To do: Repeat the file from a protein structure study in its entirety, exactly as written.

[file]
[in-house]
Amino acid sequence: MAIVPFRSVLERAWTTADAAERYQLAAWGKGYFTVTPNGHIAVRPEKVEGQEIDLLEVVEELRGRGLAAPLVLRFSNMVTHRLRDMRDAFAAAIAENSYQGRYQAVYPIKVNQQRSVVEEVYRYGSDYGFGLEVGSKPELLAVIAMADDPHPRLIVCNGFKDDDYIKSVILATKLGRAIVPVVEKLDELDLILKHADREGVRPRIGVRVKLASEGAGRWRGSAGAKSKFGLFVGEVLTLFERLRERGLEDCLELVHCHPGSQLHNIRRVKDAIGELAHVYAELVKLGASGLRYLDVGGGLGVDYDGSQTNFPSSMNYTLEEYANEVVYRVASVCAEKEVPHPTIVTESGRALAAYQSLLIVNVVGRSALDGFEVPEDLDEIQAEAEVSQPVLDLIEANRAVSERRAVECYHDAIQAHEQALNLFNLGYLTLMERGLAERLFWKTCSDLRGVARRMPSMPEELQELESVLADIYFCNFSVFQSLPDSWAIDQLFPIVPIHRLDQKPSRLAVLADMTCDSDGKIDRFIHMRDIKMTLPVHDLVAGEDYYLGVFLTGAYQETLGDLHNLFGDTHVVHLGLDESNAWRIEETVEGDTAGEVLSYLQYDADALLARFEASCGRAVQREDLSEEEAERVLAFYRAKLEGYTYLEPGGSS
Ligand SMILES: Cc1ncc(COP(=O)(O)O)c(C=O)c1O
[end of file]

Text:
[in-house]
Amino acid sequence: MAIVPFRSVLERAWTTADAAERYQLAAWGKGYFTVTPNGHIAVRPEKVEGQEIDLLEVVEELRGRGLAAPLVLRFSNMVTHRLRDMRDAFAAAIAENSYQGRYQAVYPIKVNQQRSVVEEVYRYGSDYGFGLEVGSKPELLAVIAMADDPHPRLIVCNGFKDDDYIKSVILATKLGRAIVPVVEKLDELDLILKHADREGVRPRIGVRVKLASEGAGRWRGSAGAKSKFGLFVGEVLTLFERLRERGLEDCLELVHCHPGSQLHNIRRVKDAIGELAHVYAELVKLGASGLRYLDVGGGLGVDYDGSQTNFPSSMNYTLEEYANEVVYRVASVCAEKEVPHPTIVTESGRALAAYQSLLIVNVVGRSALDGFEVPEDLDEIQAEAEVSQPVLDLIEANRAVSERRAVECYHDAIQAHEQALNLFNLGYLTLMERGLAERLFWKTCSDLRGVARRMPSMPEELQELESVLADIYFCNFSVFQSLPDSWAIDQLFPIVPIHRLDQKPSRLAVLADMTCDSDGKIDRFIHMRDIKMTLPVHDLVAGEDYYLGVFLTGAYQETLGDLHNLFGDTHVVHLGLDESNAWRIEETVEGDTAGEVLSYLQYDADALLARFEASCGRAVQREDLSEEEAERVLAFYRAKLEGYTYLEPGGSS
Ligand SMILES: Cc1ncc(COP(=O)(O)O)c(C=O)c1O